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Random Game Callback, July 2, 1964
2006-07-02 03:59
by Bob Timmermann

Jim Maloney threw a four-hit shutout as the Cincinnati Reds routed the Chicago Cubs, 7-0 and sent Ernie Broglio to his third straight defeat since joining the Cubs in a trade from St. Louis on June 15. The game was played before a crowd of 6,814 at Crosley Field.

Maloney, a hard-throwing righthander, was Cincinnati manager's Fred Hutchinson's aces and he was one of the best pitchers in the NL during a time when pitchers reigned. In an era when Sandy Koufax, Bob Gibson, Juan Marichal, and Don Drysdale, got most of the notoriety, Maloney was another dominating presence on the hill. Maloney threw a 10-inning no hitter against the Cubs in 1965. He also threw nine no-hit innings against the Mets on June 14, 1965, but eventually lost in 11 innings, 1-0. Maloney got another no-hitter in 1969 against Houston.

Broglio had been acquired from the Cardinals at the trading deadline of the day, June 15. The trade is one of the most infamous ones in Cubs history as St. Louis got Lou Brock in exchange. (Bobby Shantz, Doug Clemens, Jack Spring, and Paul Toth also changed teams). Brock had been an erratic fielder in Chicago, who never put up good numbers. Broglio had won 21 games in 1961 and 18 in 1963. Brock would still be an erratic fielder, but in St. Louis he would become a good hitter, a great base stealer and put up some of the best performances in the history of the World Series.

On this day, Broglio did not make it out of the third. He walked catcher Johnny Edwards to lead off the inning. Third baseman Steve Boros grounded out and Edwards went to second. Maloney grounded out to first and Edwards went to third. But Broglio never got the third out of the inning. Second baseman Pete Rose singled to score Edwards. Right fielder Marty Keough walked. Center fielder Vada Pinson singled to score Rose and Keough went to third. Left fielder Frank Robinson tripled to score Keough and Pinson. Shortstop Leo Cardenas singled home Robinson and Cubs manager Bob Kennedy took out Broglio and brought in Wayne Schurr.

Rose singled in Boros to put Cincinnati up 6-0 in the fourth. Keough homered in the seventh off of Sterling Slaughter for the Reds' seventh run. Maloney struck out eight in the win and didn't give up a hit until Cubs catcher Dick Bertell singled to lead off the sixth. Bertell would be the only Cubs batter to reach third.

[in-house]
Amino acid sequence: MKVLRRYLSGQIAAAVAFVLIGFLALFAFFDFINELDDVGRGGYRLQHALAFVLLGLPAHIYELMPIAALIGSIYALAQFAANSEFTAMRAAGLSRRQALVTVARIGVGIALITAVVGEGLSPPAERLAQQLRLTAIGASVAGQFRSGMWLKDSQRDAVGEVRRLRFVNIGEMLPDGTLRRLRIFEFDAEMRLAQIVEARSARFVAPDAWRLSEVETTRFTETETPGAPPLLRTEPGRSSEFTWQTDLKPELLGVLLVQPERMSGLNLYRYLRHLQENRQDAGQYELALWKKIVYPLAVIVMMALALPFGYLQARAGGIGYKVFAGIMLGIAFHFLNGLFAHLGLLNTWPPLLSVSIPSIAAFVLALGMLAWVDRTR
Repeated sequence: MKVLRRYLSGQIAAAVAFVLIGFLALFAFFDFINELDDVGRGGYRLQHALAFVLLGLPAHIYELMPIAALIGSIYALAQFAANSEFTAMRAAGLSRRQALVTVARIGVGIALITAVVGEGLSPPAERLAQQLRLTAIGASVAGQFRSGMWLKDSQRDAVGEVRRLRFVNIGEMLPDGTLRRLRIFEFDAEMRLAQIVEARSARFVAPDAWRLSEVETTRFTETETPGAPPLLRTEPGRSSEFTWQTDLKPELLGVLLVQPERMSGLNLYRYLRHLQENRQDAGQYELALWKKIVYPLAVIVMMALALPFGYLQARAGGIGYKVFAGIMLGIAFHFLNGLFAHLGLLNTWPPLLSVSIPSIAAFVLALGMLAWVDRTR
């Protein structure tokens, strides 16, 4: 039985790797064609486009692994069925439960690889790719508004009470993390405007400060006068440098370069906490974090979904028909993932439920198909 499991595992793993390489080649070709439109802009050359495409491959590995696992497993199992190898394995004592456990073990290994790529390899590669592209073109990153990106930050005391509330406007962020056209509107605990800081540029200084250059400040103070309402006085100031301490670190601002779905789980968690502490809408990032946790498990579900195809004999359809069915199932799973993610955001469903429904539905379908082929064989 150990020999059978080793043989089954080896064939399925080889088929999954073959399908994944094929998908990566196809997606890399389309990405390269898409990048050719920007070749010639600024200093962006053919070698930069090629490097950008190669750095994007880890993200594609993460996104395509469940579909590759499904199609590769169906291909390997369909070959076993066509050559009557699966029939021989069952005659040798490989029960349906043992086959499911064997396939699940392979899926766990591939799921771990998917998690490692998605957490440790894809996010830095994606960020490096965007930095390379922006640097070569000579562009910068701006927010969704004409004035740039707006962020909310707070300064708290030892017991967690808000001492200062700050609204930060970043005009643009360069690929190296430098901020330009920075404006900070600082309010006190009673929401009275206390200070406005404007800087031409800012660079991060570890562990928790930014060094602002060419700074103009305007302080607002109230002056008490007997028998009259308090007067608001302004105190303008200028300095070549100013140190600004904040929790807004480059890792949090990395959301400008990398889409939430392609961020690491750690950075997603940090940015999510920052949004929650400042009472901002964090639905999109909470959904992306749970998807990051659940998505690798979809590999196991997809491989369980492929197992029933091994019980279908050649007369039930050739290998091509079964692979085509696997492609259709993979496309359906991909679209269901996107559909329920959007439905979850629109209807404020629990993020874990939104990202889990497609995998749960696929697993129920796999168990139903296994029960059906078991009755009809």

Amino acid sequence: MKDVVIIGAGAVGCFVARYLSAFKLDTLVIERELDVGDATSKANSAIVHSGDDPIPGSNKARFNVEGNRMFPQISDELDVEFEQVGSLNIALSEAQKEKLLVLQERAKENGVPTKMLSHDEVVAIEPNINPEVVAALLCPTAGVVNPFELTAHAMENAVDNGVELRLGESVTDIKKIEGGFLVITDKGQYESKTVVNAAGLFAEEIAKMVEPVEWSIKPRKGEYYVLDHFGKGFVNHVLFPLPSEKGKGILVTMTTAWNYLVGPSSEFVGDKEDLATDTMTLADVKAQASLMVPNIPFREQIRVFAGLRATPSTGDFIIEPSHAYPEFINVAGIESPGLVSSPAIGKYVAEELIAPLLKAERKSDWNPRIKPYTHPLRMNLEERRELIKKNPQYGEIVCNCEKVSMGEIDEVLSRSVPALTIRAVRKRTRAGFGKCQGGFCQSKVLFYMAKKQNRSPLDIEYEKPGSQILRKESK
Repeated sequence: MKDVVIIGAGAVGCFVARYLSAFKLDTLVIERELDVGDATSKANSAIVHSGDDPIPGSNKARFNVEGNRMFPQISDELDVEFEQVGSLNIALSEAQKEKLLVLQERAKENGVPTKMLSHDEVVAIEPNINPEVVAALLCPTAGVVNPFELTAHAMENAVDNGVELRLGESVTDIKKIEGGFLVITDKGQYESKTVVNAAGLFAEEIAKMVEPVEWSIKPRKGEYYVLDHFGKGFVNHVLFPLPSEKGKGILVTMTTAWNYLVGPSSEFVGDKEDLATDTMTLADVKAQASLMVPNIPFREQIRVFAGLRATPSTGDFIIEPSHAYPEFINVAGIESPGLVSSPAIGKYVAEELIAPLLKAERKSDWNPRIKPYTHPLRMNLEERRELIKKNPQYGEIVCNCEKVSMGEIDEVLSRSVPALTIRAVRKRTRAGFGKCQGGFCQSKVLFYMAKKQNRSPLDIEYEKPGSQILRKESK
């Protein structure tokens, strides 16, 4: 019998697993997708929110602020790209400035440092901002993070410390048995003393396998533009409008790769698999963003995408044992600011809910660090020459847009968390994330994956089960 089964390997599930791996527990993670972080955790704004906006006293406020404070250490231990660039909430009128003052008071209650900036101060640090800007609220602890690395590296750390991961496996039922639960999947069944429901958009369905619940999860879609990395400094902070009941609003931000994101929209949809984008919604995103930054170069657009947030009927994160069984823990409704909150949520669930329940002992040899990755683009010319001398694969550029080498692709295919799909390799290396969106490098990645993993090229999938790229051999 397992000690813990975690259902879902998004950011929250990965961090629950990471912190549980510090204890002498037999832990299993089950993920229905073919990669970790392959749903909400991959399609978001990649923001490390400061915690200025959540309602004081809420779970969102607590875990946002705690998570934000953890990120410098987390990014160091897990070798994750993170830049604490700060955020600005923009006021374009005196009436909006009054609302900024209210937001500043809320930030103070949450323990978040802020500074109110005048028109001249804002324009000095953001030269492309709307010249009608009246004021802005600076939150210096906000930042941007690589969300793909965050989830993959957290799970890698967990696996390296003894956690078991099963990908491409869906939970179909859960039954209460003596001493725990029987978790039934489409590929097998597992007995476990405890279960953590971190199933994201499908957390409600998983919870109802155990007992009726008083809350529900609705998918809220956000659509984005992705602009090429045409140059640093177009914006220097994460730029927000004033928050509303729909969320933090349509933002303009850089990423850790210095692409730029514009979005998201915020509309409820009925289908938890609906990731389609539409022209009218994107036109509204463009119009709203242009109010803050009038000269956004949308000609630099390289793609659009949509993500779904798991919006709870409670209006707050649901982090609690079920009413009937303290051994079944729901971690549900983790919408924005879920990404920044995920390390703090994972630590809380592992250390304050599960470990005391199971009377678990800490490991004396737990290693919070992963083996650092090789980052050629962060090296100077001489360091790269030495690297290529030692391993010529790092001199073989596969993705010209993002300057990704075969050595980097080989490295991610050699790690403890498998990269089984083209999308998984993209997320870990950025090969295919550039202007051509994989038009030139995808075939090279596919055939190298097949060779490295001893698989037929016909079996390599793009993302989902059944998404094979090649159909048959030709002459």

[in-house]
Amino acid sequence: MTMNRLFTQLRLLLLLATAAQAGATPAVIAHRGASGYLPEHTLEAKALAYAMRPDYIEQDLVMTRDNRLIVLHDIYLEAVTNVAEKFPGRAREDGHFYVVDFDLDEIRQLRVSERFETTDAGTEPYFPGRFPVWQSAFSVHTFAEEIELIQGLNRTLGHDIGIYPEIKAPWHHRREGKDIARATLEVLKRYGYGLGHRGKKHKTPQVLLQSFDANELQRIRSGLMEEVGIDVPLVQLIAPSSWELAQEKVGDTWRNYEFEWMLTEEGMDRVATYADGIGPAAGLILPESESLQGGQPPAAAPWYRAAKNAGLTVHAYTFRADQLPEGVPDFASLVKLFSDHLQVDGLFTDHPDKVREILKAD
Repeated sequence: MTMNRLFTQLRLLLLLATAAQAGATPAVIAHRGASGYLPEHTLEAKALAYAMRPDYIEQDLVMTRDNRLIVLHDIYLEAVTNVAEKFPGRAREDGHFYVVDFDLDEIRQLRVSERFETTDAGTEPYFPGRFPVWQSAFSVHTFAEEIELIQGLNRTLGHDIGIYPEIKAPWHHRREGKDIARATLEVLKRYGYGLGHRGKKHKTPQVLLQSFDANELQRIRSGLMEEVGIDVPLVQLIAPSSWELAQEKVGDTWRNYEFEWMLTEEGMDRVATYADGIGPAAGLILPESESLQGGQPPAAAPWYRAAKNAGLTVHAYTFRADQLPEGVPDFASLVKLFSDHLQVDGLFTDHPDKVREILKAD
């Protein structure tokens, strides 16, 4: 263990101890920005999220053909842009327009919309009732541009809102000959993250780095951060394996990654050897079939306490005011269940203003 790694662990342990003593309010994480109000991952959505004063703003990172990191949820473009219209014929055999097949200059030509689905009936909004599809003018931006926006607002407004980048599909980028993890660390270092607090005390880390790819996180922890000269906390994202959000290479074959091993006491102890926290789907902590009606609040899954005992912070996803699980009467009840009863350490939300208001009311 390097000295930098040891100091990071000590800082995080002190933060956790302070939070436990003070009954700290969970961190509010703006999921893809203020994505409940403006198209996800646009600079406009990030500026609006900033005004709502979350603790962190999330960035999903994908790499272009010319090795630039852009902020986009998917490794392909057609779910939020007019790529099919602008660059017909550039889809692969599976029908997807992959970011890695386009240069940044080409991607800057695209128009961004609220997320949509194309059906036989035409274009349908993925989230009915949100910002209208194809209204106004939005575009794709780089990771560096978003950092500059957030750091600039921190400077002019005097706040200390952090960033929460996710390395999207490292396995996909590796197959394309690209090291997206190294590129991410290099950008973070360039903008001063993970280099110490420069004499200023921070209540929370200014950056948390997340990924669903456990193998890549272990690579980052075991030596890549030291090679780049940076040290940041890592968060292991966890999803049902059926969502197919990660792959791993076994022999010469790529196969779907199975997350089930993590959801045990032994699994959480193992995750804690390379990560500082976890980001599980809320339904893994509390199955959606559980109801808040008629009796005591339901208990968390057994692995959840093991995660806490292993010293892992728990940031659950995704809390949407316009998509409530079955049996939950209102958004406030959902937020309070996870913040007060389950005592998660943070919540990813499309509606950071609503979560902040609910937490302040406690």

When the Cubs made the trade for Broglio on June 15, they were at .500 and 5 1/2 games behind the first place Giants and Phillies. When the season ended, the Cubs were in 8th place at 76-86, 17 games out of first. The Reds finished tied for second with Philadelphia, one game behind the Cardinals, in one of the wildest pennant races in NL history.

Coming into play on September 21, the Phillies led the Reds and Cardinals by 6 1/2 games with just 12 left to play. That night, the Reds would beat the Phllies, 1-0, with the only run coming on a steal of home by Chico Ruiz. The Phillies would lose nine more in a row, three of them to the Reds, four to the Braves, and three to the Cardinals. The Phillies would rally to beat the Reds in the last two games of the year and that allowed the Cardinals to sneak in for the pennant.

Reds manager Fred Hutchinson would not be around for the end of the season as he was battling cancer. He stepped down for good in August and Dick Sisler took over as manager. Hutchinson passed away on November 12, 1964 at age 45. The Fred Hutchinson Cancer Research Center in Seattle is named in his memory.

Maloney would be one of the top pitchers in the NL through the 1969 season. Early in 1970, Maloney tore an achilles tendon running the bases and was out of baseball after the 1971 season at the age of 31.

Sources: Retrosheet,, Chicago Tribune

2006-07-02 22:42:24
1.   Linkmeister
Those Reds were scary. I remember Pinson and Robinson playing the outfield, and Joey Jay was another hard-throwing pitcher for that team, I think. Maloney was always good for a great matchup with Big D or Sandy.

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